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Considering NoSQL? Let's Break Down Your Options

Non-relational alternatives to relational databases — usually referred to as NoSQL databases — have been rapidly gaining popularity over the past decade. In 2013, MongoDB published one of our most popular white papers, “Top 5 Considerations When Evaluating NoSQL Databases.” We have since updated that paper as the technology has evolved. MongoDB is now offering a major update, which adds two new issues organizations should include in their thinking: how a database handles data generated at the edge by mobile devices and how a database fits into a broader data platform that includes search and analytics. If you’re testing the waters of NoSQL databases, then you’re probably familiar with how they’re different from traditional relational databases. The list of things you already know about NoSQL probably looks something like this: They use a different data model and query language. They have dynamic schemas. They scale horizontally. Beyond those common features, there are significant differences among NoSQL databases. The seven areas of significant differences among your options are: Data model (document, graph, key-value, etc.) Query model Consistency and transactional model APIs Mobile data Data platform Commercial support, community strength, and lock-in From MongoDB’s point of view, the most important consideration is the data model. We popularized the document model , which supports a superset of all data models, making it useful for a wide variety of applications. Key features include the ability to index and query in any field, and the natural mapping of document data structures to objects in modern programming languages. Recent shifts in how modern applications are developed and deployed — and in the experiences they offer customers — highlight the two new considerations. Mobile use cases: Mobile applications introduce the added challenge of not always being connected to the network. Developers need a solution for keeping all their customers’ apps in sync with the back-end database, no matter where they are in the world and what kind of network connection they have. The solution also needs to scale easily and quickly as more users download an app, and support the cutting edge of mobile development technologies as they evolve. Data platform: MongoDB’s application data platform provides developers a unified interface to serve transactional and operational applications alongside search, real-time, and data lake application needs. It eliminates the overhead and friction of developers having to stitch together multiple discrete technologies into a complex architecture, each creating its own duplicated data silo — connected by fragile ETL pipelines — and accessed, secured, governed, and operationalized by different APIs and tools. For a deep dive into all the differences among NoSQL databases, download our white paper, “ Top 7 Considerations When Evaluating NoSQL Databases .”

The Rise of the Strategic Developer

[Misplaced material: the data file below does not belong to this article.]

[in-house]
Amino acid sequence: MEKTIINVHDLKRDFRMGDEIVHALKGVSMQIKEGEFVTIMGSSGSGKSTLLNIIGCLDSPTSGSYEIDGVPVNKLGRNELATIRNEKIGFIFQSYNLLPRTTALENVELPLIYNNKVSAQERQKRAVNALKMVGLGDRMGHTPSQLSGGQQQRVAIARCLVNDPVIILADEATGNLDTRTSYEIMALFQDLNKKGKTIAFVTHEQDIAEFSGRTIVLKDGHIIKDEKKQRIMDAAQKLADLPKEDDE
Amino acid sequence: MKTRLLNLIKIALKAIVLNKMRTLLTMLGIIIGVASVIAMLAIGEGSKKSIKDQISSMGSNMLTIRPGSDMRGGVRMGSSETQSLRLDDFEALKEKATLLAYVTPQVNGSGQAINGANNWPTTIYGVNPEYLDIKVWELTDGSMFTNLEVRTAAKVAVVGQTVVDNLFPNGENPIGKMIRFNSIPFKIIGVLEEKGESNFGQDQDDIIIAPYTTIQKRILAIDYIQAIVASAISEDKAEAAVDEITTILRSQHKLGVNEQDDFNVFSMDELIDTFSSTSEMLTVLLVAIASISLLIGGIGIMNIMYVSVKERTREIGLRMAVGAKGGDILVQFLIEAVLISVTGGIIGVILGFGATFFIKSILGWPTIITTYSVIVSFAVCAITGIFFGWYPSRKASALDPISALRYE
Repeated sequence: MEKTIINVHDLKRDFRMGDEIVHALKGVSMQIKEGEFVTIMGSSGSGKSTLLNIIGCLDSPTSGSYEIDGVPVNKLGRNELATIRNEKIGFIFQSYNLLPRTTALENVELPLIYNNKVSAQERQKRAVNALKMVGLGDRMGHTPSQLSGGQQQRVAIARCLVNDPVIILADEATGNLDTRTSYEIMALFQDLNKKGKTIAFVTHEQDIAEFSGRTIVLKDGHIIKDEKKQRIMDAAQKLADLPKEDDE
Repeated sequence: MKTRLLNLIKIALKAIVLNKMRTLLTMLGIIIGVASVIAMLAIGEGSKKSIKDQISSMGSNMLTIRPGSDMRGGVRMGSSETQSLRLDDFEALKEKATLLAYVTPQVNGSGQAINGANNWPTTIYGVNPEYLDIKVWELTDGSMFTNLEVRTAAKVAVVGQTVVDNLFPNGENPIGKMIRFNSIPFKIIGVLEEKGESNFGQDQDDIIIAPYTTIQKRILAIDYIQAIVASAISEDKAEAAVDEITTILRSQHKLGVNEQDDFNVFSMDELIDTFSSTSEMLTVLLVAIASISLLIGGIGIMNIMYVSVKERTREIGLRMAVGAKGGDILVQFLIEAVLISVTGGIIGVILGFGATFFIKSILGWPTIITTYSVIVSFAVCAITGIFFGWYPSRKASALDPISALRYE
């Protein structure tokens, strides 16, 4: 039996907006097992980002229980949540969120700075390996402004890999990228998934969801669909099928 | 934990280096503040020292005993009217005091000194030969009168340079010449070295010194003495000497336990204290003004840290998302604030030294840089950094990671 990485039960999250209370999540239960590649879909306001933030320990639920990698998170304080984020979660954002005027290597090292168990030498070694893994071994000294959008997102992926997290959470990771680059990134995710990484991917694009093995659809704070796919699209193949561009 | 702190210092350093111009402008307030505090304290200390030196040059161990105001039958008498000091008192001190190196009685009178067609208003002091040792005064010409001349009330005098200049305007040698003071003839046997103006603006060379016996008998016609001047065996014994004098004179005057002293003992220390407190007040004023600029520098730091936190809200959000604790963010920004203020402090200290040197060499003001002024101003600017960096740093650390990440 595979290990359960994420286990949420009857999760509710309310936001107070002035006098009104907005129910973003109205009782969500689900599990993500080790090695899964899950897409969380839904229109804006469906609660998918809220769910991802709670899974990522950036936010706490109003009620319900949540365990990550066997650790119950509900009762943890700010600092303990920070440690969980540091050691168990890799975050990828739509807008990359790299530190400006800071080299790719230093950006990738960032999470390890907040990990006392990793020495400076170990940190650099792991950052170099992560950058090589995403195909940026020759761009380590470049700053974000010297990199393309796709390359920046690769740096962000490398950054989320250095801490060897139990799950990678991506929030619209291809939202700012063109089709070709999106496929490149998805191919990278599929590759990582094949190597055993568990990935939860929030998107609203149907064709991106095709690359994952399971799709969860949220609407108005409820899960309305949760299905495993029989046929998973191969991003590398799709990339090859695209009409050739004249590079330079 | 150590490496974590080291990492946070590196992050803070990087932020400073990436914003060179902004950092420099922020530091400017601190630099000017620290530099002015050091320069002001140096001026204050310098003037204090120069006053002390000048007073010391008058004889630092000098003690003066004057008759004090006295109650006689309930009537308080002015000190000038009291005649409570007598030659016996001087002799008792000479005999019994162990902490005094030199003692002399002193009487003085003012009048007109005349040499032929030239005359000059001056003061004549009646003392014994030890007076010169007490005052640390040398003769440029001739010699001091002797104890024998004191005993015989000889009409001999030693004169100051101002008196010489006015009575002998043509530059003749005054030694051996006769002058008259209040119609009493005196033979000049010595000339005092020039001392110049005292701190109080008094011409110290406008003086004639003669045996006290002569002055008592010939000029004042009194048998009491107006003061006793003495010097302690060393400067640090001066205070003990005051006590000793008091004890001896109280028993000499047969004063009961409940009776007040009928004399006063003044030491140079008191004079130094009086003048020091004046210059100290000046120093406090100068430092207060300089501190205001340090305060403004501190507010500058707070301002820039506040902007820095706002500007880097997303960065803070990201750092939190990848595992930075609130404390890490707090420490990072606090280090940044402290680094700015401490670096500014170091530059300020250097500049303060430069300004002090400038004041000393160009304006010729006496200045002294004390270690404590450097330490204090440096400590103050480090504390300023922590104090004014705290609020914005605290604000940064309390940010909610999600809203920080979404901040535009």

The work of developers is sometimes seen as tactical in nature. In other words, developers are not often asked to produce strategy. Rather, they are expected to execute against strategy, manifesting digital experiences that are defined by the “business.” But that is changing. With the automation of many time-consuming tasks -- from database administration to coding itself -- developers are now able to spend more time on higher value work, like understanding market needs or identifying strategic problems to solve. And just as the value of their work increases, so too does the value of their opinions. As a result, many developers are evolving, from coders with their heads-down in the corporate trenches to highly strategic visionaries of the digital experiences that define brands. “I think the very definition of ‘developer’ is expanding,” says Stephen “Stennie” Steneker, an engineering manager on the Developer Relations team at MongoDB. “It’s not just programmers anymore. It’s anyone who builds something.” Stennie notes that the learning curve needed to build something is flattening. Fast. He points to an emerging category of low code tools like Zapier, which allows people to stitch web apps together without having to write scripts or set up APIs. “People with no formal software engineering experience can build complex automated workflows to solve business problems. That’s a strategic developer.” Many other traditional developer tasks are being automated as well. At MongoDB, for example, we pride ourselves on removing the most time-consuming, low-value work of database administration. And of course, services like GitHub Copilot are automating the act of coding itself. So what does this all mean for developers? A few things: First, move to higher ground. In describing one of the potential outcomes of GitHub Copilot, Microsoft CTO Kevin Scott said, ““It may very well be one of those things that makes programming itself more approachable.” When the barriers to entry for a particular line of work start falling, standing still is not an option. It’s time to up your strategic game by offering insight and suggestions on new digital experiences that advance the objectives of the business. Second, accept more responsibility. A strategic developer is someone who can conceive, articulate, and execute an idea. That also means you are accountable for the success or failure of that idea. And as Stennie reminded me, “There are more ways than ever before to measure the success of a developer’s work.” And third, never stop skilling. Developers with narrow or limited skill sets will never add strategic value, and they will always be vulnerable to replacement. Like software itself, developers need to constantly evolve and improve, expanding both hard and soft skills. How do you see the role of the developer evolving? Any advice for those that aspire to more strategic roles within their organizations? Reach out and let me know what you think at @MarkLovesTech .